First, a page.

Beijing city authorities are requiring users of China’s Twitter-like microblogging services to register with their real name identities, a move that could scare off the websites’ users, according to one analyst.
The city government announced the new regulations on Friday as a way to protect users and improve credibility on the platforms, according to China’s state-run Xinhua News Agency.
Under the new regulations, users of the services must register with their real identities in order to publish posts on microblogging sites. It wasn’t clear how the authorities planned to distinguish between users or services in different cities.
China’s microblogging services have become some of the hottest websites in the country. The sites, however, have come under increasing government scrutiny in a nation known for its strict censorship over the Internet. In certain cases, China’s microblogging services will prevent users from searching terms connected with protest movements or Chinese political activists. Foreign social networking sites such as Twitter and Facebook are already blocked in the country.
Friday’s new regulations follow recent announcements by Chinese authorities have made public statements in recent months, calling for stronger measures to manage the services. Authorities have gone as far as even detaining Chinese microblog users for allegedly spreading fake rumors on the sites.
It was not entirely clear how microblogging services would implement ID checking systems. But sites such as Sina Weibo, which has more than 250 million registered users, have already been asking users to voluntarily register with their real names. Affected sites and their users must comply with the regulations within the next three months. Users will still be able to choose their own screen names.
Sina and Tencent, two Chinese companies that operate the most popular microblog sites in the country, did not respond for comment.
Before the new regulations, experts had been already predicting Chinese authorities would eventually push for a real-name system on China’s Twitter-like services, given that the sites have become platforms for users to criticize the government. This occurred in July, when after a high-speed train wreck killed dozens, users took to the country’s microblogs to complain about train safety and the government’s handling of the incident.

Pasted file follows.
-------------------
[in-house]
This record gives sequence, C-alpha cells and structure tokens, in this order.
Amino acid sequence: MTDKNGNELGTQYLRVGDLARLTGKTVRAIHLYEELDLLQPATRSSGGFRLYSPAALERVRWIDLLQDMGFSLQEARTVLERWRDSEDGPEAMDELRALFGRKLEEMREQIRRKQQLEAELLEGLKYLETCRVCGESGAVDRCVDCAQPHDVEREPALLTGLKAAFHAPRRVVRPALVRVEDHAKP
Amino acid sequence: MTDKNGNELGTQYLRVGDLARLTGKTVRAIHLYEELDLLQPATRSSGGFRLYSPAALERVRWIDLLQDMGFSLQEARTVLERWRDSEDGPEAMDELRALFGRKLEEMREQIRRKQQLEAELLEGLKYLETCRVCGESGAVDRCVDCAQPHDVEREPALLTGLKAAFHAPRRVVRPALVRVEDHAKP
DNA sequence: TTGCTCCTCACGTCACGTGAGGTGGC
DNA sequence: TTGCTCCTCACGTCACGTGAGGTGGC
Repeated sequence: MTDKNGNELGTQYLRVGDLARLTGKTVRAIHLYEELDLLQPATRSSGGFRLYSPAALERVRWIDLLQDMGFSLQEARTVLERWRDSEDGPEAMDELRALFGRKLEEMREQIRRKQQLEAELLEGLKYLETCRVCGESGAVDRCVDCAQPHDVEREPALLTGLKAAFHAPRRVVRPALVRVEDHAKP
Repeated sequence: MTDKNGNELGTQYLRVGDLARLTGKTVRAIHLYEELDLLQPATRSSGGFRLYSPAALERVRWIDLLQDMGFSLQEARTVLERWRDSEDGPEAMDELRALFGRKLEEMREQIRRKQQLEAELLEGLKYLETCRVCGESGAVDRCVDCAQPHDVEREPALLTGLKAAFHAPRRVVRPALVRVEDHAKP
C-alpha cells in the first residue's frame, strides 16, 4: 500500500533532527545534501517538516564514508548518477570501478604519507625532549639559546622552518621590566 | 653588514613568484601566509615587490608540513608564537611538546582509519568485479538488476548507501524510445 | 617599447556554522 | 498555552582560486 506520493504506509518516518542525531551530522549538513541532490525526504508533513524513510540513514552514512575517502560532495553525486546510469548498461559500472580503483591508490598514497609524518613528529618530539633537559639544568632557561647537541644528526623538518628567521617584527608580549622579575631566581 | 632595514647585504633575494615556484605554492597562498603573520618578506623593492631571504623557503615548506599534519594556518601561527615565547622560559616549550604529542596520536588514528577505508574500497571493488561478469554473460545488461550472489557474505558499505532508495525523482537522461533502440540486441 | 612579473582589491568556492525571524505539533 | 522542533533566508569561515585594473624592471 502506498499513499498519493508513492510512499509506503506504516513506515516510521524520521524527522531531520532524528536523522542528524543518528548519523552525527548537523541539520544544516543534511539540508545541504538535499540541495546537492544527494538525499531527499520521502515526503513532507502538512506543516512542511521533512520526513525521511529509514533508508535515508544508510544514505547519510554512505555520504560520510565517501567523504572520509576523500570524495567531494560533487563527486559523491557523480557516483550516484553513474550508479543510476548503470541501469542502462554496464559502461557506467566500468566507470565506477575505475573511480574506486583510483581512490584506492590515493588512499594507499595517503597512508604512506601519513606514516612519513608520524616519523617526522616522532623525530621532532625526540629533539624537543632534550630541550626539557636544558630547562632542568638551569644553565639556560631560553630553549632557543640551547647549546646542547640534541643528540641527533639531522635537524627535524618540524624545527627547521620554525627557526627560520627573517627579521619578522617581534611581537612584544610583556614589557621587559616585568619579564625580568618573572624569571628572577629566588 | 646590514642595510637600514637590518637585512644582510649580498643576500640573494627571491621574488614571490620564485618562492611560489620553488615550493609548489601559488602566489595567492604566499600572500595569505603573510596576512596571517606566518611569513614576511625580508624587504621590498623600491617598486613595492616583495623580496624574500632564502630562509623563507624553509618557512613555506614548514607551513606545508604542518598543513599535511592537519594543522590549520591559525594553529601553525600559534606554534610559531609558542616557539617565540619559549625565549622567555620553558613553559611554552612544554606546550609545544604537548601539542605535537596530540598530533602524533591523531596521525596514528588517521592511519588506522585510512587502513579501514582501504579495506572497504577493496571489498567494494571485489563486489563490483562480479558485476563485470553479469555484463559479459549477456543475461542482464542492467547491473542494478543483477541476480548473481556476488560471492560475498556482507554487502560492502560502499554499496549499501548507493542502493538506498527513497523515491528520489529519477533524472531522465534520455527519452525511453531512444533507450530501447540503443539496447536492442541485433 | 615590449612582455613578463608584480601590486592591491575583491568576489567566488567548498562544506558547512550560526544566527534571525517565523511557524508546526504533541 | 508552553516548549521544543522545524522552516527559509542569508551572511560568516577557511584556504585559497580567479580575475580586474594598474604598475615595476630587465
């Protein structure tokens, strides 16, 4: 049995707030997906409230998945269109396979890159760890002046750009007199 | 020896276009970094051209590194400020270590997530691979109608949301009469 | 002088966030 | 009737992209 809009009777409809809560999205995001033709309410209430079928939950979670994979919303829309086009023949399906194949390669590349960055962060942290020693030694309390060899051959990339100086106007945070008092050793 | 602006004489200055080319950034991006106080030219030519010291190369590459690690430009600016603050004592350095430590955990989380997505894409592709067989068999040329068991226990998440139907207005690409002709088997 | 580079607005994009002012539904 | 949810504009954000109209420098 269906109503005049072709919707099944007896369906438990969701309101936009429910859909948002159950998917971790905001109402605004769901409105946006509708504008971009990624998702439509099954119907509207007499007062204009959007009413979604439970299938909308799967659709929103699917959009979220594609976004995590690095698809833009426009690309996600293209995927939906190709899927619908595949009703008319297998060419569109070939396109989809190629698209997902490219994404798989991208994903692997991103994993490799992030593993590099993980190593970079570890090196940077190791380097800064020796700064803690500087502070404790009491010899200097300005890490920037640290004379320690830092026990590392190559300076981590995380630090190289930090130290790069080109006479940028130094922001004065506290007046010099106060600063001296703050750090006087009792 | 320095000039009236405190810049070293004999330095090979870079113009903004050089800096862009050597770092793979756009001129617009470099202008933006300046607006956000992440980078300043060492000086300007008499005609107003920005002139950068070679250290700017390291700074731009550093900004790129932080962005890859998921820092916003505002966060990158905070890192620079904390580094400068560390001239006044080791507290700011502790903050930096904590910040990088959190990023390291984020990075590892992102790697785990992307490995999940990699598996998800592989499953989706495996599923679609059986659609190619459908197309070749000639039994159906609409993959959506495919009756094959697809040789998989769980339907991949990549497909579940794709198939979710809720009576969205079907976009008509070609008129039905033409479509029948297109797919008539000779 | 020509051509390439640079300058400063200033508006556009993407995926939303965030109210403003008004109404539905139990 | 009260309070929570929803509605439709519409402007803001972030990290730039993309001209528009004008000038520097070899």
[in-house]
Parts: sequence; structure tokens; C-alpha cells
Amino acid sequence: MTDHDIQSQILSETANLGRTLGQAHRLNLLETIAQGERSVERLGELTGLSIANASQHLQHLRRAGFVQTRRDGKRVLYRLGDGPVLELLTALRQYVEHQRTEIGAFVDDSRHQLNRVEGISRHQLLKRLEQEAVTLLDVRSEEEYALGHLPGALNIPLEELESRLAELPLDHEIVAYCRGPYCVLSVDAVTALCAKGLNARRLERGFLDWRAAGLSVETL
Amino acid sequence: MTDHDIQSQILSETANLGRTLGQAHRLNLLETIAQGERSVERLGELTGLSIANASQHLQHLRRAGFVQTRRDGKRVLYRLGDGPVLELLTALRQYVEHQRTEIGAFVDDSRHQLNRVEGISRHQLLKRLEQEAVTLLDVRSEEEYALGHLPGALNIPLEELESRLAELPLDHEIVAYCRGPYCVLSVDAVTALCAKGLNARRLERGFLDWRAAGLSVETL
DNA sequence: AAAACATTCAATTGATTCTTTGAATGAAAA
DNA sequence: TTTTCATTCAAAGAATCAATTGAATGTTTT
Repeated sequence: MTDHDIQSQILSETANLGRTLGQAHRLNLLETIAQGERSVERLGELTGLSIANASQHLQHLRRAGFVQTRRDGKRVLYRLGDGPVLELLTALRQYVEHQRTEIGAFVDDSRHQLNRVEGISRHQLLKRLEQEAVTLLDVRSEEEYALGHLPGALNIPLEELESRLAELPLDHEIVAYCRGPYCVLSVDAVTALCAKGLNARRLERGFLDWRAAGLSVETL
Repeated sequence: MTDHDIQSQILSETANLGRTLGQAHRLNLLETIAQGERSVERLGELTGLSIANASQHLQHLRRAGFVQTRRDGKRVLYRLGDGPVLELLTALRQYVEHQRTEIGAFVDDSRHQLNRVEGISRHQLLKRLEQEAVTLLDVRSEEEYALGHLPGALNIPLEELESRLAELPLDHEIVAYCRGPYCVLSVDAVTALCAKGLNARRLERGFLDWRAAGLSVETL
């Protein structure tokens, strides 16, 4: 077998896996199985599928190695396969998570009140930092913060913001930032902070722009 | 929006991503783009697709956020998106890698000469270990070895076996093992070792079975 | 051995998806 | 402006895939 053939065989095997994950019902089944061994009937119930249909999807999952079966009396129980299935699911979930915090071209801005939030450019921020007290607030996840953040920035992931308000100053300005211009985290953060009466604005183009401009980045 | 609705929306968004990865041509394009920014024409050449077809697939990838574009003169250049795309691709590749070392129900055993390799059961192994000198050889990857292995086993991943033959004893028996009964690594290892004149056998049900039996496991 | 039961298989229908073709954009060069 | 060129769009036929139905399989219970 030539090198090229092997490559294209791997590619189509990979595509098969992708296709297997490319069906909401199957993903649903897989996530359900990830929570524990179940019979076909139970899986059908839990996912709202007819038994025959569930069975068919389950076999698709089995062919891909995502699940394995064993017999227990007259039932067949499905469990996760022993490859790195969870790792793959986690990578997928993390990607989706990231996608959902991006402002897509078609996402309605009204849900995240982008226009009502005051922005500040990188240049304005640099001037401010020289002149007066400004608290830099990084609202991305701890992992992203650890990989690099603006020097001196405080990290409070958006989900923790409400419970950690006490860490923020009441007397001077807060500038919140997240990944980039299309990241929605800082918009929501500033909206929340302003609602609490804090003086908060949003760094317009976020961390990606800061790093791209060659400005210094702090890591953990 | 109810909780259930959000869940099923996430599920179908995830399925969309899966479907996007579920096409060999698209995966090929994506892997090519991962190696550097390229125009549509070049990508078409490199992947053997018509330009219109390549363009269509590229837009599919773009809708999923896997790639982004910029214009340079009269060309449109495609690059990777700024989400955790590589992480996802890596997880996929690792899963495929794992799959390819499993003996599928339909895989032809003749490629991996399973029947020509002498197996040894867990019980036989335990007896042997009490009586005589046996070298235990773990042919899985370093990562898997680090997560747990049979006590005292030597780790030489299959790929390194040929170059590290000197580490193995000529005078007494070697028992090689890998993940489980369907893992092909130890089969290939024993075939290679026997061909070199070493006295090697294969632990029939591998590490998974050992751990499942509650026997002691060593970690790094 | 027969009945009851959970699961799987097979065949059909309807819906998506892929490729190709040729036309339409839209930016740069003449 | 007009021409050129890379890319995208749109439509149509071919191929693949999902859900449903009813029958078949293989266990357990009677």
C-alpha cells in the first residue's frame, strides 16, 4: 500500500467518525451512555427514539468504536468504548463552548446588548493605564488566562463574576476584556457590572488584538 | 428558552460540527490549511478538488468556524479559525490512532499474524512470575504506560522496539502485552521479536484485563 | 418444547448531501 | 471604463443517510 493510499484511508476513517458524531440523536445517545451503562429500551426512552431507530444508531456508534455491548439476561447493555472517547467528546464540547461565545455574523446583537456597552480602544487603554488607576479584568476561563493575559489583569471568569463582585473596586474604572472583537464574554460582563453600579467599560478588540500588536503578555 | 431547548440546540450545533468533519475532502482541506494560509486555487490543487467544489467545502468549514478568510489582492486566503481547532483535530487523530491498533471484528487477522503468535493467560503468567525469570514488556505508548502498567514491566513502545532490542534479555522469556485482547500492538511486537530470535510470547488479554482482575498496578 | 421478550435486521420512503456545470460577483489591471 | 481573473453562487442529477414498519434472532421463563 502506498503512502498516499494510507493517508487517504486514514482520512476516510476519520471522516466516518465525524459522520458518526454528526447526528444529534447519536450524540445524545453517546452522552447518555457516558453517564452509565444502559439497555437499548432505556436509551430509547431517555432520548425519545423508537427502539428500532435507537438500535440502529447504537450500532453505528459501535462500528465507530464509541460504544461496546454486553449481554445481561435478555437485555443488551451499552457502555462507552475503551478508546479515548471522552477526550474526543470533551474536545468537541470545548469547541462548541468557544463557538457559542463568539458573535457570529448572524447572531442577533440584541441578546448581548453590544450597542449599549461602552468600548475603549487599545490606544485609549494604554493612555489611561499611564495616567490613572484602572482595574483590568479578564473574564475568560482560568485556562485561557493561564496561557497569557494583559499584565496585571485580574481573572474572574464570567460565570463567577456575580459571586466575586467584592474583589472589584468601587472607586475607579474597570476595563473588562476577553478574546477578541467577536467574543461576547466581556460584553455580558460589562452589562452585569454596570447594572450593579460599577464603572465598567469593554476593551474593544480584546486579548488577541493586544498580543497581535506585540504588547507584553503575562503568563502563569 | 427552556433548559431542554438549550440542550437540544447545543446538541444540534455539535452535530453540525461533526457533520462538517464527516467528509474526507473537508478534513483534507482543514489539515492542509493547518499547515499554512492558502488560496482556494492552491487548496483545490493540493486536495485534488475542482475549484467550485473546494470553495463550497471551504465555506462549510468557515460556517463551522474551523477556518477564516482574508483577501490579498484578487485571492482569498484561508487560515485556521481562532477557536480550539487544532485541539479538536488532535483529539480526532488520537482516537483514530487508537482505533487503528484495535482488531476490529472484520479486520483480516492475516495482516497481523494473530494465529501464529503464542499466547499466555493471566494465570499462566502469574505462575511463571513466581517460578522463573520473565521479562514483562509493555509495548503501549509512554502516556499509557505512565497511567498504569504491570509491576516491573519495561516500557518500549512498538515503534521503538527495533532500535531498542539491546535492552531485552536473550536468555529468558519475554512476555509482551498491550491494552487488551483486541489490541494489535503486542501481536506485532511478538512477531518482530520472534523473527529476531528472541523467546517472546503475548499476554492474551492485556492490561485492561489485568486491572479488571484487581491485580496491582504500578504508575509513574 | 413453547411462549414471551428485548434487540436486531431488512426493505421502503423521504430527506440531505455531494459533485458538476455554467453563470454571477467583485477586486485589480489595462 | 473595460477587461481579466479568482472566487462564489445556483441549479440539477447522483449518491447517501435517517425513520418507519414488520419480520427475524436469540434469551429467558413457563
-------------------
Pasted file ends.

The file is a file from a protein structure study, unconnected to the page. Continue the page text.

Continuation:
The new regulations, however, will likely come at a cost, said Bill Bishop, an independent analyst and user of Sina Weibo. “People are definitely not happy about this and I think the sentiment is that people will want to use the (microblogging services) less,” he said.
Local Chinese media sites have posted a full text of the regulations, which state users cannot post on topics that will damage the nation’s honor or incite illegal gatherings that will disrupt civil order.
“How are these regulations really going to be interpreted?” Bishop said. “People are going to feel like, ‘Why bother now?’ It now raises the cost, and there’s not a lot of upside for most people.”
Qiu Yun, a Beijing resident and Sina Weibo user, said she felt helpless and disappointed by the new regulations. “Weibo is our only window to find out the truth. From Weibo we can see things that the news broadcasts don’t have and understand more about real events occurring,” she said in an interview.
“Although there is fake information on the services, you can’t give up eating for fear of choking,” she added. “Why did they have to create these regulations? This is nothing more than the authorities in fear over the power of Weibo.”